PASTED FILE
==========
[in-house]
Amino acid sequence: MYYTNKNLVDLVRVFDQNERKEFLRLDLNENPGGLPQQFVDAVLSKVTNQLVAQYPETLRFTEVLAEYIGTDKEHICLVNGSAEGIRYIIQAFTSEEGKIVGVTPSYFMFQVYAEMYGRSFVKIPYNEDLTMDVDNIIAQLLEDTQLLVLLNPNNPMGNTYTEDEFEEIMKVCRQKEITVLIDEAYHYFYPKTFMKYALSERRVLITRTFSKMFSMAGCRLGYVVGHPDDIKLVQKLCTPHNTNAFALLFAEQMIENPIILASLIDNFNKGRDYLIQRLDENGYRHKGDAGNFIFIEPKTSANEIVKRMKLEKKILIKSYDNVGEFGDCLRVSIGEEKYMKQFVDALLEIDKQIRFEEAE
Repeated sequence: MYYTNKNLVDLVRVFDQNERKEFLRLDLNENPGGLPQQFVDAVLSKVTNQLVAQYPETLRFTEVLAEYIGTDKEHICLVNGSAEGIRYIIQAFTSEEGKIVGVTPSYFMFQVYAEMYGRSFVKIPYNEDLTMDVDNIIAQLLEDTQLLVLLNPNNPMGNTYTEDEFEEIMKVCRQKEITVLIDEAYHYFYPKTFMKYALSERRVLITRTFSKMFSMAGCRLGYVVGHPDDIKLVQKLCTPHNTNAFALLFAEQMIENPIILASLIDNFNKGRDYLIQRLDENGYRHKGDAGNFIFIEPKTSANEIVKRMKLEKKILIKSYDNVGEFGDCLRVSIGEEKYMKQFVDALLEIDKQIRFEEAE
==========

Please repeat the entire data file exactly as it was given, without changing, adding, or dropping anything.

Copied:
[in-house]
Amino acid sequence: MYYTNKNLVDLVRVFDQNERKEFLRLDLNENPGGLPQQFVDAVLSKVTNQLVAQYPETLRFTEVLAEYIGTDKEHICLVNGSAEGIRYIIQAFTSEEGKIVGVTPSYFMFQVYAEMYGRSFVKIPYNEDLTMDVDNIIAQLLEDTQLLVLLNPNNPMGNTYTEDEFEEIMKVCRQKEITVLIDEAYHYFYPKTFMKYALSERRVLITRTFSKMFSMAGCRLGYVVGHPDDIKLVQKLCTPHNTNAFALLFAEQMIENPIILASLIDNFNKGRDYLIQRLDENGYRHKGDAGNFIFIEPKTSANEIVKRMKLEKKILIKSYDNVGEFGDCLRVSIGEEKYMKQFVDALLEIDKQIRFEEAE
Repeated sequence: MYYTNKNLVDLVRVFDQNERKEFLRLDLNENPGGLPQQFVDAVLSKVTNQLVAQYPETLRFTEVLAEYIGTDKEHICLVNGSAEGIRYIIQAFTSEEGKIVGVTPSYFMFQVYAEMYGRSFVKIPYNEDLTMDVDNIIAQLLEDTQLLVLLNPNNPMGNTYTEDEFEEIMKVCRQKEITVLIDEAYHYFYPKTFMKYALSERRVLITRTFSKMFSMAGCRLGYVVGHPDDIKLVQKLCTPHNTNAFALLFAEQMIENPIILASLIDNFNKGRDYLIQRLDENGYRHKGDAGNFIFIEPKTSANEIVKRMKLEKKILIKSYDNVGEFGDCLRVSIGEEKYMKQFVDALLEIDKQIRFEEAE